Pizza

Rudy’s, Birmingham

It is possible to eat a three course meal at Rudy’s for £9.80. Let that sink in. That’s a starter, a sizeable pizza, and a dessert for under a tenner. A few doors down at ASK it wouldn’t, and should never, buy you the main event. Over the road at Franco Manca it would get you the pizza and not much else, provided that they remember to bring your food. Okay, your meal will consist of a caprese salad, a marinara pizza, and finish up with tartufo, but for this price beggars can’t be choosers. It’s a figure that plays on my mind over both visits; the Friday night when I have a £12 cocktail nearby, or shed £40 for a bucket of six beers around the corner; again on the Saturday lunch when I pay £9 for two disappointing cakes to take home from a nearby bakery. £10 doesn’t get you much. I’ll pay a premium gladly, because I work hard and I like nice things, but it does make you consider profit margins when these guys are knocking out such quality for so little.

Over these two visits I’ve quickly come to the conclusion that Rudy’s might be the last in a spate of recent pizza openings, but it is also the best. And I’ll go further; it is Birmingham’s finest pizza. And further still; I like it as much, if not more, than Lichfield’s Margheri, which makes it probably the best pizza I’ve eaten in this country. High enough praise? Good, we can continue. The decor, or lack of it, gets Claire excited, mostly due to the number of plants here that add a lushness to the exposed structure of what was once a pretty dreadful Spanish restaurant. In the middle of the room the chef’s are hard at work; contorting dough by hand to uneven circles like warped vinyl, layering the base sauces, the cheese, the toppings. The front of house on top of their game, quick to see if I want another negroni every time the glass gets low. I always want another negroni, especially when they are made this well.

Ready for the pizza? Sit down, you’ll have to wait a little while. We’ll start with that caprese salad I mentioned up top, yours for £2. For that you’ll get a bowl of tomato and mozzarella, dressed liberally in olive oil, salt, and pepper, with four basil leaves. It’s basic but executed well. It’s also two quid you tightwad. And then there are the campanas – sharing platters if you like – more mozzarella, some excellent sourdough, one with cured meat, the other roasted vegetables. They work because the produce quality is high.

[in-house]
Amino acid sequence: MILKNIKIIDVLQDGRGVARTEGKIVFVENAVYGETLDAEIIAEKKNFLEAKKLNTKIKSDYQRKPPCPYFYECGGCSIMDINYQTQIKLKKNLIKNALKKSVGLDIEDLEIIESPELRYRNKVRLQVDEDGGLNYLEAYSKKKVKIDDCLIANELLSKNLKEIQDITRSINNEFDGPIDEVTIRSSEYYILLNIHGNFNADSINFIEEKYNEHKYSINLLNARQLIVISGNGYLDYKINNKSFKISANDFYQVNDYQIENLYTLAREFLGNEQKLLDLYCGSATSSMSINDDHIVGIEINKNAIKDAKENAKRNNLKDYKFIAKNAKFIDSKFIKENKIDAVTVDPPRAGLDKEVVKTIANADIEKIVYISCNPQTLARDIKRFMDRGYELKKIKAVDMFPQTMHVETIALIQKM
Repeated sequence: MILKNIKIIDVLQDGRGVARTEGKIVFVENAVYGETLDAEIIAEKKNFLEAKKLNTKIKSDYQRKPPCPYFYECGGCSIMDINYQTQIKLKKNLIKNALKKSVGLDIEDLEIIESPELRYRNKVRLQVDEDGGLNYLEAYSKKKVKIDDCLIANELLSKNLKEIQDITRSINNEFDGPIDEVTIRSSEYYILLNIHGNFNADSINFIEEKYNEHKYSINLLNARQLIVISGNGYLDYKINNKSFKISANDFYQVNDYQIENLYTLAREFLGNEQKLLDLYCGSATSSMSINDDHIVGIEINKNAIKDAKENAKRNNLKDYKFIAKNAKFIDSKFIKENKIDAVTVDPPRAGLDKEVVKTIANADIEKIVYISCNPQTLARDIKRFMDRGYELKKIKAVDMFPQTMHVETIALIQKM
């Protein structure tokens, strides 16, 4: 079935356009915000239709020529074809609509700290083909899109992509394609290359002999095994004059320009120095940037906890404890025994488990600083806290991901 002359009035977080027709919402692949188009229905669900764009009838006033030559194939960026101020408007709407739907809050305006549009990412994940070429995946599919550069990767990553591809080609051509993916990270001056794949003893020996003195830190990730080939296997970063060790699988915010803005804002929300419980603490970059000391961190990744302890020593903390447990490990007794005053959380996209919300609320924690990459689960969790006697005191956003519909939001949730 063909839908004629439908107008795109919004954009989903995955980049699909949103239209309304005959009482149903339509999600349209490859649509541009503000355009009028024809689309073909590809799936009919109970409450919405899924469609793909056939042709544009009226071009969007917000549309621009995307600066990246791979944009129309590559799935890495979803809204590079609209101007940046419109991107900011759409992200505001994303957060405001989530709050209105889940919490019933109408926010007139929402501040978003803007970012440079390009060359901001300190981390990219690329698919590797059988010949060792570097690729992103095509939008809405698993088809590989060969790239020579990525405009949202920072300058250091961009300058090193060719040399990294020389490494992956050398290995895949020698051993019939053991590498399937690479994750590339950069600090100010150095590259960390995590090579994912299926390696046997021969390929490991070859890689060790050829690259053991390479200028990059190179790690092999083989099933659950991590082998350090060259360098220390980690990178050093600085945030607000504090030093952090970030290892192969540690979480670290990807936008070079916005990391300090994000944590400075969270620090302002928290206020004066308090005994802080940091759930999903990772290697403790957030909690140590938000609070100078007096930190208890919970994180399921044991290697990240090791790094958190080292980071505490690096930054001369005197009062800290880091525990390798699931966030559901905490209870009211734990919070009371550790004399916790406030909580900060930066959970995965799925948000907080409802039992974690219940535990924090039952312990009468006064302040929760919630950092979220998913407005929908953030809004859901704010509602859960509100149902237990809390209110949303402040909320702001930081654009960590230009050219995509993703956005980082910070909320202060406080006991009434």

When the pizza does arrive it is clear they are so rooted in Naples they should be delivered in a Fiat 500 by Diego Maradona. The dough is noticeably sour, scorched to leopard spots, and puddled in the middle. The tomato sauce has little intervention, heavily seasoned and tasting purely of tomato. I apologise now if I’m going into too much detail, but having eaten a lot of pizza of late, you notice the tiny details, and it is in those detail that they excel. All the pizzas go down great; the meat ones, the ones with fish (this, I will never understand), and the vegetarian ones. So far I have ordered the Carni and the Calabrese, because I Am Man and I like it hot. Cut pizza. Fold between finger and thumb. Eat pizza, reserving the crusts to be dredged through chilli oil. If you’re here at least do it properly. Have a negroni whilst you’re at it.

My forthcoming trip to Italy means no desserts are ordered, as I’d like to be able to snorkel without being dragged ashore by Greenpeace, though I should point out that at almost entirely under a fiver you shouldn’t be so prudent. Now, as a Birmingham food blog I should really take this point to showcase the local independents who also do pizza and pretend that they are as good as here. But I won’t. Rudy’s is brilliant, end of story. Better than the rest, smack bang in the centre of town with a sensible no reservation system that means I can rock up, put my name down and eat pizza when they text me to say my table is ready. I don’t care that they originated elsewhere and have crept down to us for their fourth branch. I care about quality, service, and value. For that much, Rudy’s is perfect.

10/10

Like your taxis as perfect as your pizza? You need A2B in your life

Rudy’s ran an opening promotion which meant the pizzas were free on both occasions. I paid for drinks and additional courses.

Peacer, Moseley